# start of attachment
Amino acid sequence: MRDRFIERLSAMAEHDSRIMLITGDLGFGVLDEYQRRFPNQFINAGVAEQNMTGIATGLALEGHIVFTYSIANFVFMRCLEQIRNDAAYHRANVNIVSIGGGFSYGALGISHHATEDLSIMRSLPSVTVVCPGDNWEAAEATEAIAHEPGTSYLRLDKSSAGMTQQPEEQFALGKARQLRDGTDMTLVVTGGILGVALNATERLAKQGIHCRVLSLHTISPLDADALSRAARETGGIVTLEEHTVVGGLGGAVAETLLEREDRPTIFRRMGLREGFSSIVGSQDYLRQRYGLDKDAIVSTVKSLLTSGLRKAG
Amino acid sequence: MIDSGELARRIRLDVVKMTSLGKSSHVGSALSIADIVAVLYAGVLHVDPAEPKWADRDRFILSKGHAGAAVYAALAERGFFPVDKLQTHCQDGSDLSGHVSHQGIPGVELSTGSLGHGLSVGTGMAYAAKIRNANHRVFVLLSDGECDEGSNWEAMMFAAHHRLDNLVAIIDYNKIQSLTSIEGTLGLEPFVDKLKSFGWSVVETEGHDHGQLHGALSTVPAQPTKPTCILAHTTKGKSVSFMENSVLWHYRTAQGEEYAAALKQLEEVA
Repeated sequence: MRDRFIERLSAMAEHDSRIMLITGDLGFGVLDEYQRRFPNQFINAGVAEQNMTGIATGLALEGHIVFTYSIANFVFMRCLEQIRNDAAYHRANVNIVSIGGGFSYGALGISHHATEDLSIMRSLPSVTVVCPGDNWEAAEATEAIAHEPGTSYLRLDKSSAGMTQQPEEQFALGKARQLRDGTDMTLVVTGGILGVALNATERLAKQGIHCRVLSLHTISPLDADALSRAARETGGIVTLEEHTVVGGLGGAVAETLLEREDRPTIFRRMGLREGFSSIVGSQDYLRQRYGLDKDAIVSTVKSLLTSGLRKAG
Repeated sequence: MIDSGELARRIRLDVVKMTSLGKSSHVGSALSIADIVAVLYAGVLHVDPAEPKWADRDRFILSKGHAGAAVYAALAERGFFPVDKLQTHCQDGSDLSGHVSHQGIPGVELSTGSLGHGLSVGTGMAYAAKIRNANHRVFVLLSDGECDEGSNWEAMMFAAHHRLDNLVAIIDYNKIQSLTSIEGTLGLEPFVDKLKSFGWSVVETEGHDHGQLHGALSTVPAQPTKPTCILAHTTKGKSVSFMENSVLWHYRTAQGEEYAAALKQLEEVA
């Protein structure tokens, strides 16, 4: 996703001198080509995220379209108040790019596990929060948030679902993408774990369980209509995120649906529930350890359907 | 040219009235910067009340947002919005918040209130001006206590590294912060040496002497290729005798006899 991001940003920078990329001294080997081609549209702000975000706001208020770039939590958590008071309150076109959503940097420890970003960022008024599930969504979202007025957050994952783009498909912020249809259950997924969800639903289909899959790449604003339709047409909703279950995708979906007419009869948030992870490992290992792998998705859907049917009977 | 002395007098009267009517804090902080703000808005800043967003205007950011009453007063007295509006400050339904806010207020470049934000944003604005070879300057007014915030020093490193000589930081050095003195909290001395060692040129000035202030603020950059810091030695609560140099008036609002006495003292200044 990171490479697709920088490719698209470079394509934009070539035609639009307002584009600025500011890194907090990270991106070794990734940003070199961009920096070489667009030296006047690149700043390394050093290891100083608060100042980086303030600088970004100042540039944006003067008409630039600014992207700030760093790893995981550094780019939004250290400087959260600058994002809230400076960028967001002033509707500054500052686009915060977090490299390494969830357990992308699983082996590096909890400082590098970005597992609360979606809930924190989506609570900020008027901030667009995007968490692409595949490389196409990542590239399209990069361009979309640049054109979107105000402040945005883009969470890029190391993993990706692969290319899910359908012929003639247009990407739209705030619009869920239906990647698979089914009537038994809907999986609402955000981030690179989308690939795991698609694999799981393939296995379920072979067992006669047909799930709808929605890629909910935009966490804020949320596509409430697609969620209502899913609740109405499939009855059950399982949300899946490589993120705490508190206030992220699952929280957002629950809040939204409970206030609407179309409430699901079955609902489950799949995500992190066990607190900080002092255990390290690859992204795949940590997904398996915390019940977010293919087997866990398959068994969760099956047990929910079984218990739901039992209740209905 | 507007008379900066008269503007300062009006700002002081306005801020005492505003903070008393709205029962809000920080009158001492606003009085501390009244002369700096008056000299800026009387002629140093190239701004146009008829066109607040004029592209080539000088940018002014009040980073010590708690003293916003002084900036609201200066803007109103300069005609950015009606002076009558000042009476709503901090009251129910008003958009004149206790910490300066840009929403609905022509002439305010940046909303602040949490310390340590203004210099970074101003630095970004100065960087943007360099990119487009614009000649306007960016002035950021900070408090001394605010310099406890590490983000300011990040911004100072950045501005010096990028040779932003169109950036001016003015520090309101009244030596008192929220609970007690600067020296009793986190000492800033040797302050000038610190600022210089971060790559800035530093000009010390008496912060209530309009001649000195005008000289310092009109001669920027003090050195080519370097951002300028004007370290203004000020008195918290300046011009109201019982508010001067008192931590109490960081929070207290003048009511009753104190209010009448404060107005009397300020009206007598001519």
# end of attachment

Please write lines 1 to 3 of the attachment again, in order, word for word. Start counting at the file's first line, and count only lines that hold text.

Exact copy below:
Amino acid sequence: MRDRFIERLSAMAEHDSRIMLITGDLGFGVLDEYQRRFPNQFINAGVAEQNMTGIATGLALEGHIVFTYSIANFVFMRCLEQIRNDAAYHRANVNIVSIGGGFSYGALGISHHATEDLSIMRSLPSVTVVCPGDNWEAAEATEAIAHEPGTSYLRLDKSSAGMTQQPEEQFALGKARQLRDGTDMTLVVTGGILGVALNATERLAKQGIHCRVLSLHTISPLDADALSRAARETGGIVTLEEHTVVGGLGGAVAETLLEREDRPTIFRRMGLREGFSSIVGSQDYLRQRYGLDKDAIVSTVKSLLTSGLRKAG
Amino acid sequence: MIDSGELARRIRLDVVKMTSLGKSSHVGSALSIADIVAVLYAGVLHVDPAEPKWADRDRFILSKGHAGAAVYAALAERGFFPVDKLQTHCQDGSDLSGHVSHQGIPGVELSTGSLGHGLSVGTGMAYAAKIRNANHRVFVLLSDGECDEGSNWEAMMFAAHHRLDNLVAIIDYNKIQSLTSIEGTLGLEPFVDKLKSFGWSVVETEGHDHGQLHGALSTVPAQPTKPTCILAHTTKGKSVSFMENSVLWHYRTAQGEEYAAALKQLEEVA
Repeated sequence: MRDRFIERLSAMAEHDSRIMLITGDLGFGVLDEYQRRFPNQFINAGVAEQNMTGIATGLALEGHIVFTYSIANFVFMRCLEQIRNDAAYHRANVNIVSIGGGFSYGALGISHHATEDLSIMRSLPSVTVVCPGDNWEAAEATEAIAHEPGTSYLRLDKSSAGMTQQPEEQFALGKARQLRDGTDMTLVVTGGILGVALNATERLAKQGIHCRVLSLHTISPLDADALSRAARETGGIVTLEEHTVVGGLGGAVAETLLEREDRPTIFRRMGLREGFSSIVGSQDYLRQRYGLDKDAIVSTVKSLLTSGLRKAG